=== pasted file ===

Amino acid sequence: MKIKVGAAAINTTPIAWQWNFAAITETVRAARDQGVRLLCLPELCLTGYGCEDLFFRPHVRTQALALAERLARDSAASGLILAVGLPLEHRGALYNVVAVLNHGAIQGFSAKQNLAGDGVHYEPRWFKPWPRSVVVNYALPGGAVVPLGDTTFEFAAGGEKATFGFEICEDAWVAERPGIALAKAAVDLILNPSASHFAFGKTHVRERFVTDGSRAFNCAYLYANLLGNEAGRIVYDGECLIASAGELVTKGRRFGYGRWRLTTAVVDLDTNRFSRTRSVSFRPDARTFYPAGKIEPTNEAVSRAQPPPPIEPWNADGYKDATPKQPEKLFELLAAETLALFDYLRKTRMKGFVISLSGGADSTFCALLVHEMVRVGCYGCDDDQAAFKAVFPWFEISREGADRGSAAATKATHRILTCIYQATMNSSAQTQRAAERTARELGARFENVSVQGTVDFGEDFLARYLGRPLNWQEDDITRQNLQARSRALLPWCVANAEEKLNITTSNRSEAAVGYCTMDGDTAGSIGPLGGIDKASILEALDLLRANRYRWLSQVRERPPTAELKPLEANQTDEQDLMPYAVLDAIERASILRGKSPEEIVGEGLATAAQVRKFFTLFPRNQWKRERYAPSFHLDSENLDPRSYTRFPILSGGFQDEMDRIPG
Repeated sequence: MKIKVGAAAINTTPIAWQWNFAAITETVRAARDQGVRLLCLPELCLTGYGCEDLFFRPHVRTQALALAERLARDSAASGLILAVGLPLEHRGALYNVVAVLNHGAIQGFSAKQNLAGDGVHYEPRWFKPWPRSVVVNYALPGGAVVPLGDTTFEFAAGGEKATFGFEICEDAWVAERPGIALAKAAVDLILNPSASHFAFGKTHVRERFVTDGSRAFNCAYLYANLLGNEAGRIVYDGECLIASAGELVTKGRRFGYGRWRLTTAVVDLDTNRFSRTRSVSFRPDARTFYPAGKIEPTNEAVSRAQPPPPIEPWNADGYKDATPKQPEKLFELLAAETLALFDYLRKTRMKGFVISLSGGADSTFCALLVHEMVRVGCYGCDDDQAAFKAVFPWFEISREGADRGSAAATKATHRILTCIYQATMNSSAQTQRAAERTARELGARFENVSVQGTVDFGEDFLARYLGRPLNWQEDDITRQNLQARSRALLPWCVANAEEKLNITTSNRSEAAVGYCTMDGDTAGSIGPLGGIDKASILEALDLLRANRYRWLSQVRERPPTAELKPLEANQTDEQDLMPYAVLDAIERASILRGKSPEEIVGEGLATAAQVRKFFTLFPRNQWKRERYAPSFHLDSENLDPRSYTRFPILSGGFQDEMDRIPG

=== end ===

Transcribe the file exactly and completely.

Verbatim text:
Amino acid sequence: MKIKVGAAAINTTPIAWQWNFAAITETVRAARDQGVRLLCLPELCLTGYGCEDLFFRPHVRTQALALAERLARDSAASGLILAVGLPLEHRGALYNVVAVLNHGAIQGFSAKQNLAGDGVHYEPRWFKPWPRSVVVNYALPGGAVVPLGDTTFEFAAGGEKATFGFEICEDAWVAERPGIALAKAAVDLILNPSASHFAFGKTHVRERFVTDGSRAFNCAYLYANLLGNEAGRIVYDGECLIASAGELVTKGRRFGYGRWRLTTAVVDLDTNRFSRTRSVSFRPDARTFYPAGKIEPTNEAVSRAQPPPPIEPWNADGYKDATPKQPEKLFELLAAETLALFDYLRKTRMKGFVISLSGGADSTFCALLVHEMVRVGCYGCDDDQAAFKAVFPWFEISREGADRGSAAATKATHRILTCIYQATMNSSAQTQRAAERTARELGARFENVSVQGTVDFGEDFLARYLGRPLNWQEDDITRQNLQARSRALLPWCVANAEEKLNITTSNRSEAAVGYCTMDGDTAGSIGPLGGIDKASILEALDLLRANRYRWLSQVRERPPTAELKPLEANQTDEQDLMPYAVLDAIERASILRGKSPEEIVGEGLATAAQVRKFFTLFPRNQWKRERYAPSFHLDSENLDPRSYTRFPILSGGFQDEMDRIPG
Repeated sequence: MKIKVGAAAINTTPIAWQWNFAAITETVRAARDQGVRLLCLPELCLTGYGCEDLFFRPHVRTQALALAERLARDSAASGLILAVGLPLEHRGALYNVVAVLNHGAIQGFSAKQNLAGDGVHYEPRWFKPWPRSVVVNYALPGGAVVPLGDTTFEFAAGGEKATFGFEICEDAWVAERPGIALAKAAVDLILNPSASHFAFGKTHVRERFVTDGSRAFNCAYLYANLLGNEAGRIVYDGECLIASAGELVTKGRRFGYGRWRLTTAVVDLDTNRFSRTRSVSFRPDARTFYPAGKIEPTNEAVSRAQPPPPIEPWNADGYKDATPKQPEKLFELLAAETLALFDYLRKTRMKGFVISLSGGADSTFCALLVHEMVRVGCYGCDDDQAAFKAVFPWFEISREGADRGSAAATKATHRILTCIYQATMNSSAQTQRAAERTARELGARFENVSVQGTVDFGEDFLARYLGRPLNWQEDDITRQNLQARSRALLPWCVANAEEKLNITTSNRSEAAVGYCTMDGDTAGSIGPLGGIDKASILEALDLLRANRYRWLSQVRERPPTAELKPLEANQTDEQDLMPYAVLDAIERASILRGKSPEEIVGEGLATAAQVRKFFTLFPRNQWKRERYAPSFHLDSENLDPRSYTRFPILSGGFQDEMDRIPG